Many of us are now waking up to the environmental and ethical issues in the fast fashion industry, but sustainable fashion alternatives can be VERY pricey. There are however plenty of ways you can dramatically reduce your fashion footprint without breaking the bank.
In this article, we break down our top 5 favourite tips:
- Buying secondhand
- Altering your laundry habits
- Renting or swapping clothes with friends
- Repairing and repurposing old clothes
- Shopping local
1. Shop secondhand
The secondhand clothes market is literally booming at the moment, and industry experts have predicted that it may even overtake the fast fashion industry by 2029! According to the same report, shopping secondhand is also the single most important step you can take in reducing your fashion footprint, saving 527 lbs (around 240kg) of carbon emissions per person annually.
If you are worried about social distancing measures, it’s now easier than ever to find cheap, secondhand clothes from your sofa, with sites like Depop, Vinted, Ebay and Swopz, which allow you to find and exchange secondhand clothes at the tap of a button!
2. Think about how you wash and dry your clothes
According to Energy Saving Trust UK, choosing to wash at 30 degrees rather than at higher temperatures uses around 40% less energy! Washing machine temperatures are a slightly trickier issue in current times, and some things like towels and sheets are recommended to be washed on higher temperatures to effectively kill germs. But for pretty much everything else, we would recommend using cold washes, as this is cheaper for you, and better for the environment!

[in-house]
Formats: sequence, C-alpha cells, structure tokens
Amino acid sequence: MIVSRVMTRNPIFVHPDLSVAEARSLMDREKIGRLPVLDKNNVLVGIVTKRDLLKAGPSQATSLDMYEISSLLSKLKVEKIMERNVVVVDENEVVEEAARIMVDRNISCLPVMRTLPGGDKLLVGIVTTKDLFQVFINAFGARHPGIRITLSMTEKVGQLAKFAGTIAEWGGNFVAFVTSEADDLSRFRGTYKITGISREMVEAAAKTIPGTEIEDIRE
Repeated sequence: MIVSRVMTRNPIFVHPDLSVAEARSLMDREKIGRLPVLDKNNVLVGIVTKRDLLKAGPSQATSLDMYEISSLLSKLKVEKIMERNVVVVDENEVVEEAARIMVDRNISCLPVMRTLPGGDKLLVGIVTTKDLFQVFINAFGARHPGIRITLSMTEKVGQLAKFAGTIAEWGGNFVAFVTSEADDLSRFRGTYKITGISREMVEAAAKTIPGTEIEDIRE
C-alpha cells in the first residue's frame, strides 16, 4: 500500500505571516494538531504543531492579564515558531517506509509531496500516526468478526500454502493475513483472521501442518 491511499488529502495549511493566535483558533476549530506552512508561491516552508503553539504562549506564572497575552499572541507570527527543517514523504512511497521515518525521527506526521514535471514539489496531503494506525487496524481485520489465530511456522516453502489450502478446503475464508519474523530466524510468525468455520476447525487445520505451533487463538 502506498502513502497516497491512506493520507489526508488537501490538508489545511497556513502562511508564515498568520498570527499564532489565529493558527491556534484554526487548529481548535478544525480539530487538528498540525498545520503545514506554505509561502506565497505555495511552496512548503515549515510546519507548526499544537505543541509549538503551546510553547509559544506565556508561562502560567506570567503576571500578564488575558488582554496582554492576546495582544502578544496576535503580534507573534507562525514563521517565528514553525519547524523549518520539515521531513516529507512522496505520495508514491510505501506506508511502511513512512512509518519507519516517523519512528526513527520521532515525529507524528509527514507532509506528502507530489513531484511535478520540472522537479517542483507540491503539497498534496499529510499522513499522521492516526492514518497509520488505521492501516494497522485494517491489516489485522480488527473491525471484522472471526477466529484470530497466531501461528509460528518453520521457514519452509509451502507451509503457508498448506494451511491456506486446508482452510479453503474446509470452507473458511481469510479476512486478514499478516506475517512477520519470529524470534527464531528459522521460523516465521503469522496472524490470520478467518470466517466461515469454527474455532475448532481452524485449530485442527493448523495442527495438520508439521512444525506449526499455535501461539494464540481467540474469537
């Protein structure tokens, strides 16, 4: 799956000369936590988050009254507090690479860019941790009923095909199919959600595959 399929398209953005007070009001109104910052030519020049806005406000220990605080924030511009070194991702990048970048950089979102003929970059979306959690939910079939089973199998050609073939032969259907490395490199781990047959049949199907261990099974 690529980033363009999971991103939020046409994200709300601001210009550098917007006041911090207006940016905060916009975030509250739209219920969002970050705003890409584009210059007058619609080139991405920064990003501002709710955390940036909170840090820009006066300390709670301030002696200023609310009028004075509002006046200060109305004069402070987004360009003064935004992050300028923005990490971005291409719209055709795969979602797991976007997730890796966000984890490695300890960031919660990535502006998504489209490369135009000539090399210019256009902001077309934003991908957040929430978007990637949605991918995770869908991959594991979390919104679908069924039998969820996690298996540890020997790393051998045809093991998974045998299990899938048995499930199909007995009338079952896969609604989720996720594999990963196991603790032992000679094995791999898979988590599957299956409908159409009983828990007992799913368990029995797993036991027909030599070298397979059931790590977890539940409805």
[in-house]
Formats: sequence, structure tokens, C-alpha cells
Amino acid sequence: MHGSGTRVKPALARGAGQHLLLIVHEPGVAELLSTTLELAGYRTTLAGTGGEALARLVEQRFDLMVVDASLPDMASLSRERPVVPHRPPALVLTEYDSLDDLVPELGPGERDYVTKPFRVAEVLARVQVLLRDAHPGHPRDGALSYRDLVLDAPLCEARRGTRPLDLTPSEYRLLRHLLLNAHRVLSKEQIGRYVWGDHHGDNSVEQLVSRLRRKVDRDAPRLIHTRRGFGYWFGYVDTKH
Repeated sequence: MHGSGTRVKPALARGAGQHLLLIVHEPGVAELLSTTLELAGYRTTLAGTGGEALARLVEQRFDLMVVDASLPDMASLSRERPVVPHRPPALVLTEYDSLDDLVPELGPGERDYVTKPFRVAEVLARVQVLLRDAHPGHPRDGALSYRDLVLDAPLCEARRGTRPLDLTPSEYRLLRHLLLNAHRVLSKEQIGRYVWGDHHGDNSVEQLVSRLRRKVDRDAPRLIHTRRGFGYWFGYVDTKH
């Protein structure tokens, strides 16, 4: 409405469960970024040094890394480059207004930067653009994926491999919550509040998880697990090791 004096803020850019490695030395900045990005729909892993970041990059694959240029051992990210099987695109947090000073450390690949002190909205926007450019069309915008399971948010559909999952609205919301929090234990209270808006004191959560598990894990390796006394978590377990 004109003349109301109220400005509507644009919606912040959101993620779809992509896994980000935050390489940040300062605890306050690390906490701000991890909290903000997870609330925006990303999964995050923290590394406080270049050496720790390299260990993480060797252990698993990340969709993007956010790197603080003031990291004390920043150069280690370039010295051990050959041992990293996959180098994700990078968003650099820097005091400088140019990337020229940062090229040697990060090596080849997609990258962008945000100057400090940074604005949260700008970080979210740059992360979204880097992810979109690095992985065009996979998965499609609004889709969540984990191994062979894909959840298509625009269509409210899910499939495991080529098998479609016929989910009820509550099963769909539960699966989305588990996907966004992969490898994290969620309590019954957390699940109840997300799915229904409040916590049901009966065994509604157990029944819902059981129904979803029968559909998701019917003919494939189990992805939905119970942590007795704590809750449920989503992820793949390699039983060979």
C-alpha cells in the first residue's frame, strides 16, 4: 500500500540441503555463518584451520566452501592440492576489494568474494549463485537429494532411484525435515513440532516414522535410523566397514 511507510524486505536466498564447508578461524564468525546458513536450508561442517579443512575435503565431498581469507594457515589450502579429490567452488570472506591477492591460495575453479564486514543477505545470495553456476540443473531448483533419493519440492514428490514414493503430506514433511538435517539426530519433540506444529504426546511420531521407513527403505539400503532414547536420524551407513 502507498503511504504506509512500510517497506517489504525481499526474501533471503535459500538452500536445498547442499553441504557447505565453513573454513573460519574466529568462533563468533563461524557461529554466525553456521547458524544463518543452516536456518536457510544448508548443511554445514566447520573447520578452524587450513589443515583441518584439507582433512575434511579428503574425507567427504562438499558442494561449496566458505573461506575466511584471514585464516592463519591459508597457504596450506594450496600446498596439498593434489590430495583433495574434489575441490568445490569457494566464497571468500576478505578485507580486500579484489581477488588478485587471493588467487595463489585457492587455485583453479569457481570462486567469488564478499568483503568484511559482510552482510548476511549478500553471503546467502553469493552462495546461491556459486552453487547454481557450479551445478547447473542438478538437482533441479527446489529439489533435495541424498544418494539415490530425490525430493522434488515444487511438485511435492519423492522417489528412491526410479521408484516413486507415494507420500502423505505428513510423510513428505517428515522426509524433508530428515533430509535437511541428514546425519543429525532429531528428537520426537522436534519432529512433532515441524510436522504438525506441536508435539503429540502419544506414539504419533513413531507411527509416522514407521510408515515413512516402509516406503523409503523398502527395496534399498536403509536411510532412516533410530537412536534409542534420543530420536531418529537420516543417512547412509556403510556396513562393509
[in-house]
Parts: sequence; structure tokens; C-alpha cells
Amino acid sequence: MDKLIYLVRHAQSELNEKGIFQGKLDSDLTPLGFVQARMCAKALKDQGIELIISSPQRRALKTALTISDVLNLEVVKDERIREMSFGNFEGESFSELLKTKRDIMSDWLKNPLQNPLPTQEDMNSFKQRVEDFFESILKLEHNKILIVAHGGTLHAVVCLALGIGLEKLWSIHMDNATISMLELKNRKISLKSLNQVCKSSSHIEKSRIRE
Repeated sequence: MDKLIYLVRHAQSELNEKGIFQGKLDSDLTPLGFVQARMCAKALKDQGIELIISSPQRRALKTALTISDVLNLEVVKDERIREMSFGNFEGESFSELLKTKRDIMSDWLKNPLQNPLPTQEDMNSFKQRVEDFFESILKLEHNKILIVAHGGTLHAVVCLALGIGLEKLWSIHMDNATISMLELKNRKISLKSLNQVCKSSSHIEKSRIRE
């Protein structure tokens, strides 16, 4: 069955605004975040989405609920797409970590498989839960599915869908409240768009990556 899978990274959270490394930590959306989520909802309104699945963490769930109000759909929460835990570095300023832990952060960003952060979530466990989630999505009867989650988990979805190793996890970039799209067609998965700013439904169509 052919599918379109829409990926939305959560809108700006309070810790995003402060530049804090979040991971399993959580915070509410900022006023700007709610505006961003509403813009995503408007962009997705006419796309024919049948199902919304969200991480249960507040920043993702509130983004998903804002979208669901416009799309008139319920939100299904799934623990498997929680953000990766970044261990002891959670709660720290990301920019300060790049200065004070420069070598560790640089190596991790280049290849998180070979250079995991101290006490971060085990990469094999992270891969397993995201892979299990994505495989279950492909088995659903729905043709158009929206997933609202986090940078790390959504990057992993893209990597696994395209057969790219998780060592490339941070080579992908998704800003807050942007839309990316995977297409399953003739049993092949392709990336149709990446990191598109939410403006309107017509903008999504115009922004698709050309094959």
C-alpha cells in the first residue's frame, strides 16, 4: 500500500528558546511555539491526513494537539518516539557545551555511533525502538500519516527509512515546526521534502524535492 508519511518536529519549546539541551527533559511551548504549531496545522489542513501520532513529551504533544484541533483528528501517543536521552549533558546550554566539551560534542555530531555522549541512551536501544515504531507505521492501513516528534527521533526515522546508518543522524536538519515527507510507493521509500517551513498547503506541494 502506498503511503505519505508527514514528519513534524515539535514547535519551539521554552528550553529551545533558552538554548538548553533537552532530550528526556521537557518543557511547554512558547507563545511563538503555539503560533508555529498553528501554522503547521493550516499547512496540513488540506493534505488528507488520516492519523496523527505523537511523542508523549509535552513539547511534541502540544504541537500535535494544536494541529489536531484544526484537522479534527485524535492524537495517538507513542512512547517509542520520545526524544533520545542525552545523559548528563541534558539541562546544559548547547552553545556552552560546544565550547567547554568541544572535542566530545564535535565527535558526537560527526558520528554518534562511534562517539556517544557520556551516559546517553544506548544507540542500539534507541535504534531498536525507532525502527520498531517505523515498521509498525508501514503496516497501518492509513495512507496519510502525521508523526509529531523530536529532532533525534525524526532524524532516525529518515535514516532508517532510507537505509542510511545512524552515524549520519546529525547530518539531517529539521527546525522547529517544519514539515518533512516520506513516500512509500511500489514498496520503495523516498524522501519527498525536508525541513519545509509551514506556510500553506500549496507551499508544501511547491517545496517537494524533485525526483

Washing on lower temperatures is also better for most of your clothes – for instance, bright and dark colours prefer cooler, quicker washes, as do jeans, woollens and delicates. For more detailed info and explanations, you can check out this laundry guide by Persil which highlights how many of your clothes will actually benefit from a cooler wash.
Avoid tumble drying wherever possible – around 75% of laundry’s total carbon impact comes from machine drying your clothes. Tumble drying can also wear out your clothes more quickly, which is another reason to save money on your energy bills and stick to washing lines and clothes racks. If you are short on space, there are plenty of low-cost options on drying racks of all shapes and sizes to fit in your home.
3. Avoid single-event purchases
We have all done it – an event is coming up, and you *need* to get a new outfit, because you have worn all of your current ones so many times already, and none of them are quite right for the occasion.
There used to be a stigma around ‘outfit-repeating’, but thankfully attitudes are changing, and many celebrities are actively promoting a more eco-conscious approach to fashion through their red carpet looks. So our first tip would be – wear something you already have! In the words of Lisa Williams, Patagonia’s Chief Product Officer:
“The most environmentally sustainable jacket is the one that’s already in your closet…”